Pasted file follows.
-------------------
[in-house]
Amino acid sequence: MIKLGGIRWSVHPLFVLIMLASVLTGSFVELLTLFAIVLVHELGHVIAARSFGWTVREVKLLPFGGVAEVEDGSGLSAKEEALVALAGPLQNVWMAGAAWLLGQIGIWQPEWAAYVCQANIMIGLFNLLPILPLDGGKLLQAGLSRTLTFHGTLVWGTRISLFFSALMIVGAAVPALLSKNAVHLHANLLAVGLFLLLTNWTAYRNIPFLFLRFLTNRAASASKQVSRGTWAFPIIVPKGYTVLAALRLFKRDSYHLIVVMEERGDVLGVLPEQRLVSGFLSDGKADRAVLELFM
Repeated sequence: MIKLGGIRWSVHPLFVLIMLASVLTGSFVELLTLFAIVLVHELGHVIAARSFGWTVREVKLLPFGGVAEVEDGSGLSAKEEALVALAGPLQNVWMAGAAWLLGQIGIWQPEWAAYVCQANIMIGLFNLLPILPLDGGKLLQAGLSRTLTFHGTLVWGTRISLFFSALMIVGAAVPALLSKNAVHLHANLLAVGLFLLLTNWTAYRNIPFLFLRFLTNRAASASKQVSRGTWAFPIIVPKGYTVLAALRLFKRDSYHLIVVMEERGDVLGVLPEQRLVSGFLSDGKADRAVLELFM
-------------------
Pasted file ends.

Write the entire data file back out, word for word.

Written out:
[in-house]
Amino acid sequence: MIKLGGIRWSVHPLFVLIMLASVLTGSFVELLTLFAIVLVHELGHVIAARSFGWTVREVKLLPFGGVAEVEDGSGLSAKEEALVALAGPLQNVWMAGAAWLLGQIGIWQPEWAAYVCQANIMIGLFNLLPILPLDGGKLLQAGLSRTLTFHGTLVWGTRISLFFSALMIVGAAVPALLSKNAVHLHANLLAVGLFLLLTNWTAYRNIPFLFLRFLTNRAASASKQVSRGTWAFPIIVPKGYTVLAALRLFKRDSYHLIVVMEERGDVLGVLPEQRLVSGFLSDGKADRAVLELFM
Repeated sequence: MIKLGGIRWSVHPLFVLIMLASVLTGSFVELLTLFAIVLVHELGHVIAARSFGWTVREVKLLPFGGVAEVEDGSGLSAKEEALVALAGPLQNVWMAGAAWLLGQIGIWQPEWAAYVCQANIMIGLFNLLPILPLDGGKLLQAGLSRTLTFHGTLVWGTRISLFFSALMIVGAAVPALLSKNAVHLHANLLAVGLFLLLTNWTAYRNIPFLFLRFLTNRAASASKQVSRGTWAFPIIVPKGYTVLAALRLFKRDSYHLIVVMEERGDVLGVLPEQRLVSGFLSDGKADRAVLELFM